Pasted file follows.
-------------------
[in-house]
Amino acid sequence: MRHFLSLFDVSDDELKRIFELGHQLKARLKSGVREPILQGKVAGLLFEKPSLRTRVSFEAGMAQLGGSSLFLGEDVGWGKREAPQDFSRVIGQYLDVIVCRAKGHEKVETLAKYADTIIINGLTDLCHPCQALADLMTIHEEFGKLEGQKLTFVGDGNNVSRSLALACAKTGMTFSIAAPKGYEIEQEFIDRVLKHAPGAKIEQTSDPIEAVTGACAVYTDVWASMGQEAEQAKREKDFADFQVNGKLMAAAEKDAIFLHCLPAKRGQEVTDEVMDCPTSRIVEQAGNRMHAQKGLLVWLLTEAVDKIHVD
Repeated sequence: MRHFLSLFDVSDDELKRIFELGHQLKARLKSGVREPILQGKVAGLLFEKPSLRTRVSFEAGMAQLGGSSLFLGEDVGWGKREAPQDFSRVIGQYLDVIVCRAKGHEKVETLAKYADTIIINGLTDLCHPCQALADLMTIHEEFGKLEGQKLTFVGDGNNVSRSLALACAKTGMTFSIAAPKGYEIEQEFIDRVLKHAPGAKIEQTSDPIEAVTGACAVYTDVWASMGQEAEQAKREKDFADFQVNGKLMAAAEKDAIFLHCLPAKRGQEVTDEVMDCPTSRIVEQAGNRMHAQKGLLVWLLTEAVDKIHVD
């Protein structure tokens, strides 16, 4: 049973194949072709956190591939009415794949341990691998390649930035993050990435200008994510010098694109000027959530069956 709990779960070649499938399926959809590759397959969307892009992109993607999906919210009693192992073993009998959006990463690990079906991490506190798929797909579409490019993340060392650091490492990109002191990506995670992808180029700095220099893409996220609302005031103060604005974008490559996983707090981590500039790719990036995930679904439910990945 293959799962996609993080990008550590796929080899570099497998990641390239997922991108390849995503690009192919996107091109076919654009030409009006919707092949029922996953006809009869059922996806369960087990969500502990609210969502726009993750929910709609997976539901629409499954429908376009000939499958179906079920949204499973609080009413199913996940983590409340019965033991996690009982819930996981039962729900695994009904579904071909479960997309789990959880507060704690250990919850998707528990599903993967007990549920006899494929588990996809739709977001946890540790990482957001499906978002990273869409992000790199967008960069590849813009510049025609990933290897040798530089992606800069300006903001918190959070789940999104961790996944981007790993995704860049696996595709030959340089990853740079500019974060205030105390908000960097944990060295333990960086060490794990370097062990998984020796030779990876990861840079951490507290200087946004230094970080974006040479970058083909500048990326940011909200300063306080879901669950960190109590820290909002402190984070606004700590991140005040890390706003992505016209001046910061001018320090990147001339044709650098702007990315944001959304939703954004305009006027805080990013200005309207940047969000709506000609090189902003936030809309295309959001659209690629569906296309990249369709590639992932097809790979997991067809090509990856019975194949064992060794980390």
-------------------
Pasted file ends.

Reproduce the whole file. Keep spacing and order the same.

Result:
[in-house]
Amino acid sequence: MRHFLSLFDVSDDELKRIFELGHQLKARLKSGVREPILQGKVAGLLFEKPSLRTRVSFEAGMAQLGGSSLFLGEDVGWGKREAPQDFSRVIGQYLDVIVCRAKGHEKVETLAKYADTIIINGLTDLCHPCQALADLMTIHEEFGKLEGQKLTFVGDGNNVSRSLALACAKTGMTFSIAAPKGYEIEQEFIDRVLKHAPGAKIEQTSDPIEAVTGACAVYTDVWASMGQEAEQAKREKDFADFQVNGKLMAAAEKDAIFLHCLPAKRGQEVTDEVMDCPTSRIVEQAGNRMHAQKGLLVWLLTEAVDKIHVD
Repeated sequence: MRHFLSLFDVSDDELKRIFELGHQLKARLKSGVREPILQGKVAGLLFEKPSLRTRVSFEAGMAQLGGSSLFLGEDVGWGKREAPQDFSRVIGQYLDVIVCRAKGHEKVETLAKYADTIIINGLTDLCHPCQALADLMTIHEEFGKLEGQKLTFVGDGNNVSRSLALACAKTGMTFSIAAPKGYEIEQEFIDRVLKHAPGAKIEQTSDPIEAVTGACAVYTDVWASMGQEAEQAKREKDFADFQVNGKLMAAAEKDAIFLHCLPAKRGQEVTDEVMDCPTSRIVEQAGNRMHAQKGLLVWLLTEAVDKIHVD
């Protein structure tokens, strides 16, 4: 049973194949072709956190591939009415794949341990691998390649930035993050990435200008994510010098694109000027959530069956 709990779960070649499938399926959809590759397959969307892009992109993607999906919210009693192992073993009998959006990463690990079906991490506190798929797909579409490019993340060392650091490492990109002191990506995670992808180029700095220099893409996220609302005031103060604005974008490559996983707090981590500039790719990036995930679904439910990945 293959799962996609993080990008550590796929080899570099497998990641390239997922991108390849995503690009192919996107091109076919654009030409009006919707092949029922996953006809009869059922996806369960087990969500502990609210969502726009993750929910709609997976539901629409499954429908376009000939499958179906079920949204499973609080009413199913996940983590409340019965033991996690009982819930996981039962729900695994009904579904071909479960997309789990959880507060704690250990919850998707528990599903993967007990549920006899494929588990996809739709977001946890540790990482957001499906978002990273869409992000790199967008960069590849813009510049025609990933290897040798530089992606800069300006903001918190959070789940999104961790996944981007790993995704860049696996595709030959340089990853740079500019974060205030105390908000960097944990060295333990960086060490794990370097062990998984020796030779990876990861840079951490507290200087946004230094970080974006040479970058083909500048990326940011909200300063306080879901669950960190109590820290909002402190984070606004700590991140005040890390706003992505016209001046910061001018320090990147001339044709650098702007990315944001959304939703954004305009006027805080990013200005309207940047969000709506000609090189902003936030809309295309959001659209690629569906296309990249369709590639992932097809790979997991067809090509990856019975194949064992060794980390």